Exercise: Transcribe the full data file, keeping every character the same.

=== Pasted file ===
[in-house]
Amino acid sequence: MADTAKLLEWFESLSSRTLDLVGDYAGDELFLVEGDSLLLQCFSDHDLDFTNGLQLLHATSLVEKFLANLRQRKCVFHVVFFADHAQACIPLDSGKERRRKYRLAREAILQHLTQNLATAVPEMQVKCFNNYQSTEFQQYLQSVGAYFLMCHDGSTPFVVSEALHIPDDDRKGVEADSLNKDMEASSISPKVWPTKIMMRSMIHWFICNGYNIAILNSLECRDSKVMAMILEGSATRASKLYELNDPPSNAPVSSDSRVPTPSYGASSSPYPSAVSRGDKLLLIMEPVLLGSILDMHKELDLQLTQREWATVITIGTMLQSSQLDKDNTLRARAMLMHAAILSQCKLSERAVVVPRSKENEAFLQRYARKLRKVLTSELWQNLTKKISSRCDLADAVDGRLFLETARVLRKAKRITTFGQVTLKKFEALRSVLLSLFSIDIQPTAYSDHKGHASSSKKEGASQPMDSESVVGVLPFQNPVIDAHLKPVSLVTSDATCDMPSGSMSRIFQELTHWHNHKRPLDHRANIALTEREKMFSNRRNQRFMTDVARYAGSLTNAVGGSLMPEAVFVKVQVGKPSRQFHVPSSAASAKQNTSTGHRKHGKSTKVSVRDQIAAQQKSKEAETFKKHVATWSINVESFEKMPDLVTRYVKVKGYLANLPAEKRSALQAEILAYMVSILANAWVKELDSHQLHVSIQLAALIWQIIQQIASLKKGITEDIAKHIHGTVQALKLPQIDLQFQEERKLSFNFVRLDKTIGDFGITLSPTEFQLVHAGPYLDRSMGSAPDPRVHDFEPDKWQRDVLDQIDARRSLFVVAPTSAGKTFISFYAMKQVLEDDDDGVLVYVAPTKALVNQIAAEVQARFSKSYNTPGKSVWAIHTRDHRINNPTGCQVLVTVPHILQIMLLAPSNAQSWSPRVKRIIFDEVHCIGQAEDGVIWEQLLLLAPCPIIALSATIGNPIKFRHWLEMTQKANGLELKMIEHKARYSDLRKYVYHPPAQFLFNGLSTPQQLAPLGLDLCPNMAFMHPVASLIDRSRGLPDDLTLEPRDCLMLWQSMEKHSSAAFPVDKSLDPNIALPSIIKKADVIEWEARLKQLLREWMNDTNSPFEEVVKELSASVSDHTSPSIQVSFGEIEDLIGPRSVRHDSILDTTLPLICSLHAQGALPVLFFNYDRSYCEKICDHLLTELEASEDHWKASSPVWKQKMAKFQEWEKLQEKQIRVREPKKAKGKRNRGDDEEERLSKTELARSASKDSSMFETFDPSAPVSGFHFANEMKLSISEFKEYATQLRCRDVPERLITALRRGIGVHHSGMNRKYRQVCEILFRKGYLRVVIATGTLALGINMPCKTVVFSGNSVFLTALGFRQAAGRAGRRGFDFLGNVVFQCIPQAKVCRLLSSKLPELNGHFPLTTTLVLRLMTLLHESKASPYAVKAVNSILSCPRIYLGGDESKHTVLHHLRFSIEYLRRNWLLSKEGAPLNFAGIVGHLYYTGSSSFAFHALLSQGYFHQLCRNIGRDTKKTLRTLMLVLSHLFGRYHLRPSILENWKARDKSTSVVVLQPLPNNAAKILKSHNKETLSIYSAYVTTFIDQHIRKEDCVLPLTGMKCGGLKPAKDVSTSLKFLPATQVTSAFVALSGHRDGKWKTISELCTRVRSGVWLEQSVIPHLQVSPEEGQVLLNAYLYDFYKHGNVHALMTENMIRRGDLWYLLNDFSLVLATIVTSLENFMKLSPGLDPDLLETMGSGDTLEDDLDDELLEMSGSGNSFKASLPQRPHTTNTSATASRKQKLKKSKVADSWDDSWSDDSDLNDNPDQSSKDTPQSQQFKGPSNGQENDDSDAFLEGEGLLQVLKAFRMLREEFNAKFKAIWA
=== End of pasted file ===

[in-house]
Amino acid sequence: MADTAKLLEWFESLSSRTLDLVGDYAGDELFLVEGDSLLLQCFSDHDLDFTNGLQLLHATSLVEKFLANLRQRKCVFHVVFFADHAQACIPLDSGKERRRKYRLAREAILQHLTQNLATAVPEMQVKCFNNYQSTEFQQYLQSVGAYFLMCHDGSTPFVVSEALHIPDDDRKGVEADSLNKDMEASSISPKVWPTKIMMRSMIHWFICNGYNIAILNSLECRDSKVMAMILEGSATRASKLYELNDPPSNAPVSSDSRVPTPSYGASSSPYPSAVSRGDKLLLIMEPVLLGSILDMHKELDLQLTQREWATVITIGTMLQSSQLDKDNTLRARAMLMHAAILSQCKLSERAVVVPRSKENEAFLQRYARKLRKVLTSELWQNLTKKISSRCDLADAVDGRLFLETARVLRKAKRITTFGQVTLKKFEALRSVLLSLFSIDIQPTAYSDHKGHASSSKKEGASQPMDSESVVGVLPFQNPVIDAHLKPVSLVTSDATCDMPSGSMSRIFQELTHWHNHKRPLDHRANIALTEREKMFSNRRNQRFMTDVARYAGSLTNAVGGSLMPEAVFVKVQVGKPSRQFHVPSSAASAKQNTSTGHRKHGKSTKVSVRDQIAAQQKSKEAETFKKHVATWSINVESFEKMPDLVTRYVKVKGYLANLPAEKRSALQAEILAYMVSILANAWVKELDSHQLHVSIQLAALIWQIIQQIASLKKGITEDIAKHIHGTVQALKLPQIDLQFQEERKLSFNFVRLDKTIGDFGITLSPTEFQLVHAGPYLDRSMGSAPDPRVHDFEPDKWQRDVLDQIDARRSLFVVAPTSAGKTFISFYAMKQVLEDDDDGVLVYVAPTKALVNQIAAEVQARFSKSYNTPGKSVWAIHTRDHRINNPTGCQVLVTVPHILQIMLLAPSNAQSWSPRVKRIIFDEVHCIGQAEDGVIWEQLLLLAPCPIIALSATIGNPIKFRHWLEMTQKANGLELKMIEHKARYSDLRKYVYHPPAQFLFNGLSTPQQLAPLGLDLCPNMAFMHPVASLIDRSRGLPDDLTLEPRDCLMLWQSMEKHSSAAFPVDKSLDPNIALPSIIKKADVIEWEARLKQLLREWMNDTNSPFEEVVKELSASVSDHTSPSIQVSFGEIEDLIGPRSVRHDSILDTTLPLICSLHAQGALPVLFFNYDRSYCEKICDHLLTELEASEDHWKASSPVWKQKMAKFQEWEKLQEKQIRVREPKKAKGKRNRGDDEEERLSKTELARSASKDSSMFETFDPSAPVSGFHFANEMKLSISEFKEYATQLRCRDVPERLITALRRGIGVHHSGMNRKYRQVCEILFRKGYLRVVIATGTLALGINMPCKTVVFSGNSVFLTALGFRQAAGRAGRRGFDFLGNVVFQCIPQAKVCRLLSSKLPELNGHFPLTTTLVLRLMTLLHESKASPYAVKAVNSILSCPRIYLGGDESKHTVLHHLRFSIEYLRRNWLLSKEGAPLNFAGIVGHLYYTGSSSFAFHALLSQGYFHQLCRNIGRDTKKTLRTLMLVLSHLFGRYHLRPSILENWKARDKSTSVVVLQPLPNNAAKILKSHNKETLSIYSAYVTTFIDQHIRKEDCVLPLTGMKCGGLKPAKDVSTSLKFLPATQVTSAFVALSGHRDGKWKTISELCTRVRSGVWLEQSVIPHLQVSPEEGQVLLNAYLYDFYKHGNVHALMTENMIRRGDLWYLLNDFSLVLATIVTSLENFMKLSPGLDPDLLETMGSGDTLEDDLDDELLEMSGSGNSFKASLPQRPHTTNTSATASRKQKLKKSKVADSWDDSWSDDSDLNDNPDQSSKDTPQSQQFKGPSNGQENDDSDAFLEGEGLLQVLKAFRMLREEFNAKFKAIWA